With mindfulness, we can begin to shut off the danger signal when there are no threats so we can re-engage in the pieces of our lives that have become overwhelming. We can also begin to reorganize and reintegrate memories so fragmented memories of the past trauma can stop setting off the alarm signal. This may allow us to create new memories of experiences in the present day.

The final area of the brain that PTSD acts upon is the frontal lobe—the prefrontal cortex, which plays a key role in impulses, emotions, and fear responses (Karl, et al., 2006). For those with PTSD, this area becomes more still, creating more reflexive and reactive responses to situations.

As we use mindfulness to cultivate more awareness and clarity in our present experiences, we begin to restructure the amygdala and hippocampus (Hölzel, 2011). The prefrontal cortex begins to create more room to play out its role, allowing for more deliberate choices about interacting with our environment rather than falling prey to perceived threats.

With these simple practices supplementing therapy interventions, the impact of PTSD may be reduced. Contact a licensed therapist who specializes in trauma for information about specific practices that may be beneficial to you.


  1. American Psychiatric Association. (2013). Diagnostic and statistical manual of mental disorders (5th, text rev.). Washington, DC: Author.
  2. Germer, C., Siegel, R., & Fulton, P. (Eds.). (2005). Mindfulness and Psychotherapy. New York, NY: Guilford Press.
  3. Hölzel, B. K., Carmody, J., Vangel, M., Congleton, C., Yerramsetti, S. M., Gard, T., & Lazar, S. W. (2011). Mindfulness practice leads to increases in regional brain gray matter density. Psychiatry Research191(1), 36–43. Retrieved from http://doi.org/10.1016/j.pscychresns.2010.08.006
  4. Karl, A., Schaefer, M., Malta, L. S., Dörfel, D., Rohleder, N., & Werner, A. (2006). A meta-analysis of structural brain abnormalities in PTSD. Neuroscience & Biobehavioral Reviews30(7), 1004-1031.
  5. Resick, P.A., Monson, C. M., & Rizvi, S. (2008). Posttraumatic stress disorder. In D.H. Barlow (Ed.), Clinical Handbook on Psychological Disorders. (pp. 65-122). New York, NY: The Guilford Press.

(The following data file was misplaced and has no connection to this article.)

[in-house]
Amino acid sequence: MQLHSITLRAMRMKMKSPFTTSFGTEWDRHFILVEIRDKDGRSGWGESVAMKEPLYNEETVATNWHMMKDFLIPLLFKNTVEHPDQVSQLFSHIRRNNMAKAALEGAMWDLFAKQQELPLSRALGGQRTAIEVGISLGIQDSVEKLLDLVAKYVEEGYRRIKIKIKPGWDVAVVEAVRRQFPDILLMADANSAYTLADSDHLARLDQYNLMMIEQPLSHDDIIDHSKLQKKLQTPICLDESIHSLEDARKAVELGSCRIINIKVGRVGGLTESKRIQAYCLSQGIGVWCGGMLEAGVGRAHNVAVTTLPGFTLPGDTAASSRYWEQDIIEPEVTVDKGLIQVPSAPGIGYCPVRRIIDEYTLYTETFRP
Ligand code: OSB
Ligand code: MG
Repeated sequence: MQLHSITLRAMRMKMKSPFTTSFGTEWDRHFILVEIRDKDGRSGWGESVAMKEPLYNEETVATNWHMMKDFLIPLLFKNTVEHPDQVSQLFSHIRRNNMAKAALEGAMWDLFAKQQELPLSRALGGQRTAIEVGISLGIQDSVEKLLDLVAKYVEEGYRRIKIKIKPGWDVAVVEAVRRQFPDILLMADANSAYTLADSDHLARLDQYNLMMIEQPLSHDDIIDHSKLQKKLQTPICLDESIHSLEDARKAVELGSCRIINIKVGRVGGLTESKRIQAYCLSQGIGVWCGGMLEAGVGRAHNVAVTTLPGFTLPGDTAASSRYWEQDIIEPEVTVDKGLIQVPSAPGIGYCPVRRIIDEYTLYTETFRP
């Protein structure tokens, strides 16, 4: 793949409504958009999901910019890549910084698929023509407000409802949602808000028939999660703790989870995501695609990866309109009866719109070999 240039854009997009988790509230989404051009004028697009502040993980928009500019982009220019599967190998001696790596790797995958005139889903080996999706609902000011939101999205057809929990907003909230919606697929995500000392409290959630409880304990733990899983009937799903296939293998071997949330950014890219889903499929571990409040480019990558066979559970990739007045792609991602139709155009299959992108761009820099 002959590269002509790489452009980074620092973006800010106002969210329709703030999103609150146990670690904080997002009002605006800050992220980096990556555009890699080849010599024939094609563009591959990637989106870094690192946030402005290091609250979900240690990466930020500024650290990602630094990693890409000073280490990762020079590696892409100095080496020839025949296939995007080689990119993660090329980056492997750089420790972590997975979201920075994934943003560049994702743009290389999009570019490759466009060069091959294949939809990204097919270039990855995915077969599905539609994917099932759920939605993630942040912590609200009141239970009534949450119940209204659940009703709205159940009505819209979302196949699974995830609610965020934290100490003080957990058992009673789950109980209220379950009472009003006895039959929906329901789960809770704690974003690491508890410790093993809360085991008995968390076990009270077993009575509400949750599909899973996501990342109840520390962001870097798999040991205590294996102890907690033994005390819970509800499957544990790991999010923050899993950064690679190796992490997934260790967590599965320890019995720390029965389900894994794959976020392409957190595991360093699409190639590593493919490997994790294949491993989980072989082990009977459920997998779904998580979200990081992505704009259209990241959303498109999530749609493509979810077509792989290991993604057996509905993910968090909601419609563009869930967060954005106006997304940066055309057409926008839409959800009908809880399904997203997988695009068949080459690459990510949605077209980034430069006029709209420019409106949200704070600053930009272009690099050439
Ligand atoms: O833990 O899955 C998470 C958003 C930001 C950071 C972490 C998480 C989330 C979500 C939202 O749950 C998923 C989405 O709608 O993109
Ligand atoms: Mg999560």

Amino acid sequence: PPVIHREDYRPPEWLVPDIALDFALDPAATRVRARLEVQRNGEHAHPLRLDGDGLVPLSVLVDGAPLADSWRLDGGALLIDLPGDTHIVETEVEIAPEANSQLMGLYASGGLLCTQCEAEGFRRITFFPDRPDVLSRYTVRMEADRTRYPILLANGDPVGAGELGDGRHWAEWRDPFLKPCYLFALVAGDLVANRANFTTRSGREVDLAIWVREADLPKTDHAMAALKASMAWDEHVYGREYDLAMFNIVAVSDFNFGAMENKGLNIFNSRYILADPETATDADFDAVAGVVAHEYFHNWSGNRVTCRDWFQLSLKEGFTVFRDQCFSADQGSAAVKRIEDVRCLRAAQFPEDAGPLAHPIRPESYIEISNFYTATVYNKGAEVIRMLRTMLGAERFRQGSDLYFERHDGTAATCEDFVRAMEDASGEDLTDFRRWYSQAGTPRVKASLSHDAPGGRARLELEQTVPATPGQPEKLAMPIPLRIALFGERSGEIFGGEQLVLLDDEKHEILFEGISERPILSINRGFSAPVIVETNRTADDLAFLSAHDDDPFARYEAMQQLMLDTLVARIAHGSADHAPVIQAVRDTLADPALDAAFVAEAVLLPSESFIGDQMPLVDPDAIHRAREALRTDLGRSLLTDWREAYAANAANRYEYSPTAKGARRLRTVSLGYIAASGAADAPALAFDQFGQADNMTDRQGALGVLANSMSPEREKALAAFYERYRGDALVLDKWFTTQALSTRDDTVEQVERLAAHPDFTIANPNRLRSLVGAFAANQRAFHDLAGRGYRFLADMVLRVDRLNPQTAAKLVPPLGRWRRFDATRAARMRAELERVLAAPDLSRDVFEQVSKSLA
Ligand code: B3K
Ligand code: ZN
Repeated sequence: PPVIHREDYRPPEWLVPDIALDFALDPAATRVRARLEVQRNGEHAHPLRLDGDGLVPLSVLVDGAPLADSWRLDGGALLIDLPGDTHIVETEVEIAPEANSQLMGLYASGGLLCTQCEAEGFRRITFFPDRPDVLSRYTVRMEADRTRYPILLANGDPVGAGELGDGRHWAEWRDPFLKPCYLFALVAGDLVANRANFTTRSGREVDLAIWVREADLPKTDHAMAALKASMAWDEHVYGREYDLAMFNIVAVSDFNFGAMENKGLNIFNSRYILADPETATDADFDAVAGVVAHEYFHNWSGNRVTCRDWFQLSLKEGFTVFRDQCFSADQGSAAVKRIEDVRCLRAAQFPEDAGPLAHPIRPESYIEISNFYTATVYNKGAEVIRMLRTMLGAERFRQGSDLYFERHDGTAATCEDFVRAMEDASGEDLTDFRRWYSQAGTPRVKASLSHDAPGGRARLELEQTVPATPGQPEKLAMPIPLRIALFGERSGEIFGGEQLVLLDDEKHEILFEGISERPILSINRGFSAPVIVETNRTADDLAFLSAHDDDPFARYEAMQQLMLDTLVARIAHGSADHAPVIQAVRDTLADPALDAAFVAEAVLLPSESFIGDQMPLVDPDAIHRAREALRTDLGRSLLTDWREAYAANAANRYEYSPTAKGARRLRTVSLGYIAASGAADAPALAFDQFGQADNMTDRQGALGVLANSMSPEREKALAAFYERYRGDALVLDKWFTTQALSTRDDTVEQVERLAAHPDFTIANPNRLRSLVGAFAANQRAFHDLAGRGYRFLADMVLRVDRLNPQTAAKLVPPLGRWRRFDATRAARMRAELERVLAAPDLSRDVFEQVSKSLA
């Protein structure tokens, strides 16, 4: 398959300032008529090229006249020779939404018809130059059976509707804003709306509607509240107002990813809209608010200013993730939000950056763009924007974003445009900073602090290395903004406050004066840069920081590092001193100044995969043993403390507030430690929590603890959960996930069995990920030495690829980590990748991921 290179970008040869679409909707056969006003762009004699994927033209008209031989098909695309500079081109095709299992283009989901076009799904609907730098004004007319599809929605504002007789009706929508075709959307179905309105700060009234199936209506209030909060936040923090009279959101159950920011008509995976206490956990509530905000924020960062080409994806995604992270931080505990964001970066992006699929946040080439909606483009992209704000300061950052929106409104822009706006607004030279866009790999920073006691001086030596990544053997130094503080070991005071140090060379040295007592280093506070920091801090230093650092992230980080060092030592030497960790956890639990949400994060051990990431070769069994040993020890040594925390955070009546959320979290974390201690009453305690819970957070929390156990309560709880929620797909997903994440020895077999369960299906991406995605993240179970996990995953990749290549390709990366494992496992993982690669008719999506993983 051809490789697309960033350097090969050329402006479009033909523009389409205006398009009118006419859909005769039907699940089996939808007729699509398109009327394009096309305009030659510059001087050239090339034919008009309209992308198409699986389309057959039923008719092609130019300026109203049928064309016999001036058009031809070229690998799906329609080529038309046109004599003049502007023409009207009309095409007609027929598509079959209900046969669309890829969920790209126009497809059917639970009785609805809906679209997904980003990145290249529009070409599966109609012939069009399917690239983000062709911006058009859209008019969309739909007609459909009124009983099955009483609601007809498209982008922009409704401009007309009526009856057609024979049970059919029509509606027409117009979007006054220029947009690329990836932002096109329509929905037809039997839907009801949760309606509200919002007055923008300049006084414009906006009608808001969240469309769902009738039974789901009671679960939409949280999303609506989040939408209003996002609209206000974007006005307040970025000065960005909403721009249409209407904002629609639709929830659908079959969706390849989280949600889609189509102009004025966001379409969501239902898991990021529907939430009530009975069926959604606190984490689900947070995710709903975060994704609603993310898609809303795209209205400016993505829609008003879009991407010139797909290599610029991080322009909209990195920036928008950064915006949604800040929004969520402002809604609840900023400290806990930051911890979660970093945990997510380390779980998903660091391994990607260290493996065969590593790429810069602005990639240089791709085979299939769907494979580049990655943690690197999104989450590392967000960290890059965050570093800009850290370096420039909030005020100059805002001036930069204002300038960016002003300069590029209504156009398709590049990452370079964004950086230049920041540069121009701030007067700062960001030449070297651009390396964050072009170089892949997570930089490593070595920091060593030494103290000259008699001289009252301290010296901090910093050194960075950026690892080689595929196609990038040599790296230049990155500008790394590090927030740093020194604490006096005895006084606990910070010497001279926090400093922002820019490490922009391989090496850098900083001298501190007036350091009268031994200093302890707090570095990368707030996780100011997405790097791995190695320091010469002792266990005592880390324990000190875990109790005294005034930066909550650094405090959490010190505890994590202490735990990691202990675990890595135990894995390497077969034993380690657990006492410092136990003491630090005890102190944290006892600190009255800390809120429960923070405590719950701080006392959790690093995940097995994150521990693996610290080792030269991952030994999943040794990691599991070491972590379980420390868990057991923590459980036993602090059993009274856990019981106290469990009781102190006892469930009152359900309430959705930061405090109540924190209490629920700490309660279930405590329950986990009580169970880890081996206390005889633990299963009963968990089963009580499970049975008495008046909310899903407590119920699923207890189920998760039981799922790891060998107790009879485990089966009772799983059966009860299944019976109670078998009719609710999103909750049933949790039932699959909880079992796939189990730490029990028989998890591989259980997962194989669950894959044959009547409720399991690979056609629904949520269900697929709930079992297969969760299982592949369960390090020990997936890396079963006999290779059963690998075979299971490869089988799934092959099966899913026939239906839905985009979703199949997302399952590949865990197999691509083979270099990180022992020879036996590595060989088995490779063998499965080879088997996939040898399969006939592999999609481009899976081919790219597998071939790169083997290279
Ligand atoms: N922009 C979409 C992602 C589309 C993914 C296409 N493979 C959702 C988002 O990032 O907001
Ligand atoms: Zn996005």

6. Siegel, D.J. (2010). The mindful therapist: A clinician’s guide to mindsight and neural integration. New York, NY: Bantam.
  7. van der Kolk, B. A., Roth, S., Pelcovitz, D., Sunday, S., & Spinazzola, J. (2005). Disorders of extreme stress: The empirical foundation of a complex adaptation to trauma. Journal of Traumatic Stress, 18, 389-399.

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  • Gretta

    July 13th, 2017 at 8:04 AM

    I suffered from abuse as a a child and it makes me fearful to have a child of my own.
    How do I know that I wouldn’t revert to the same old patters of which I am familiar?
    I wouldn’t ever want to bring that on another person but I guess you don’t know how you will react when you have only known one way in the past.

  • Renee B.

    July 13th, 2017 at 12:56 PM

    There are far too many people who have to live with the mistakes that were caused by another person. That puts so many of us into terrible situations where we can’t even tell many times whether we are coming or going and to think that these things are usually brought on by another person makes me very angry. I guess that much of what I feel stems from that unresolved anger that I feel because there is a huge part of me that knows that I did not deserve this and here I am the one still having to find ways to muddle through.

  • Noaln

    July 15th, 2017 at 8:33 AM

    I just saw a story about this this morning on my local news channel